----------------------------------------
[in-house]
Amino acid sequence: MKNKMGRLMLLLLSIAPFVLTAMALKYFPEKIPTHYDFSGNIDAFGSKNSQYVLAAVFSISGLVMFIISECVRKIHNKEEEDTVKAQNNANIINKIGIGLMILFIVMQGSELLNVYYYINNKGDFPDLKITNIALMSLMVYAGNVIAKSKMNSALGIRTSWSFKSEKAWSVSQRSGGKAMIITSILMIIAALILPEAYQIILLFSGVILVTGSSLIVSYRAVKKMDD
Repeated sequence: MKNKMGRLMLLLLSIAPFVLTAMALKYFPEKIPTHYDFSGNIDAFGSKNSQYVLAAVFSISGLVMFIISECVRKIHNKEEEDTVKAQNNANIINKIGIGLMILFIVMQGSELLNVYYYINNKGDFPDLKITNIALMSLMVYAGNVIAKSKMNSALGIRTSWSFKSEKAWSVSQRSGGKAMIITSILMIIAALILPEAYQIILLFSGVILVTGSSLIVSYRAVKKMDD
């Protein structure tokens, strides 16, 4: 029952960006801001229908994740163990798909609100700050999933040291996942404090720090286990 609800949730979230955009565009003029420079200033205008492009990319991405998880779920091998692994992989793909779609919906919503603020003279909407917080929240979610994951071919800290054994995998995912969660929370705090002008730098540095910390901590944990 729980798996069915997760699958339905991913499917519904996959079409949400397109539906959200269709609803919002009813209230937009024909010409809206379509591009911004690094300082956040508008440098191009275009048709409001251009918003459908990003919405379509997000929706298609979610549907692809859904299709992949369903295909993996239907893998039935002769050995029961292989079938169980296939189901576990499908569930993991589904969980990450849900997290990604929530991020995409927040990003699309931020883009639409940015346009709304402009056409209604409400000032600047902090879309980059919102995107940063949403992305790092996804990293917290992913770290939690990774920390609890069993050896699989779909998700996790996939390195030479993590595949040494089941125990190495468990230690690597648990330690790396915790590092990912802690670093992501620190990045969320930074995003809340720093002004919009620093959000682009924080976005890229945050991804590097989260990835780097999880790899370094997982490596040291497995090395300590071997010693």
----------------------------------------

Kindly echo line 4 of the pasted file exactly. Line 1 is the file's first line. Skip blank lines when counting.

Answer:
């Protein structure tokens, strides 16, 4: 029952960006801001229908994740163990798909609100700050999933040291996942404090720090286990 609800949730979230955009565009003029420079200033205008492009990319991405998880779920091998692994992989793909779609919906919503603020003279909407917080929240979610994951071919800290054994995998995912969660929370705090002008730098540095910390901590944990 729980798996069915997760699958339905991913499917519904996959079409949400397109539906959200269709609803919002009813209230937009024909010409809206379509591009911004690094300082956040508008440098191009275009048709409001251009918003459908990003919405379509997000929706298609979610549907692809859904299709992949369903295909993996239907893998039935002769050995029961292989079938169980296939189901576990499908569930993991589904969980990450849900997290990604929530991020995409927040990003699309931020883009639409940015346009709304402009056409209604409400000032600047902090879309980059919102995107940063949403992305790092996804990293917290992913770290939690990774920390609890069993050896699989779909998700996790996939390195030479993590595949040494089941125990190495468990230690690597648990330690790396915790590092990912802690670093992501620190990045969320930074995003809340720093002004919009620093959000682009924080976005890229945050991804590097989260990835780097999880790899370094997982490596040291497995090395300590071997010693």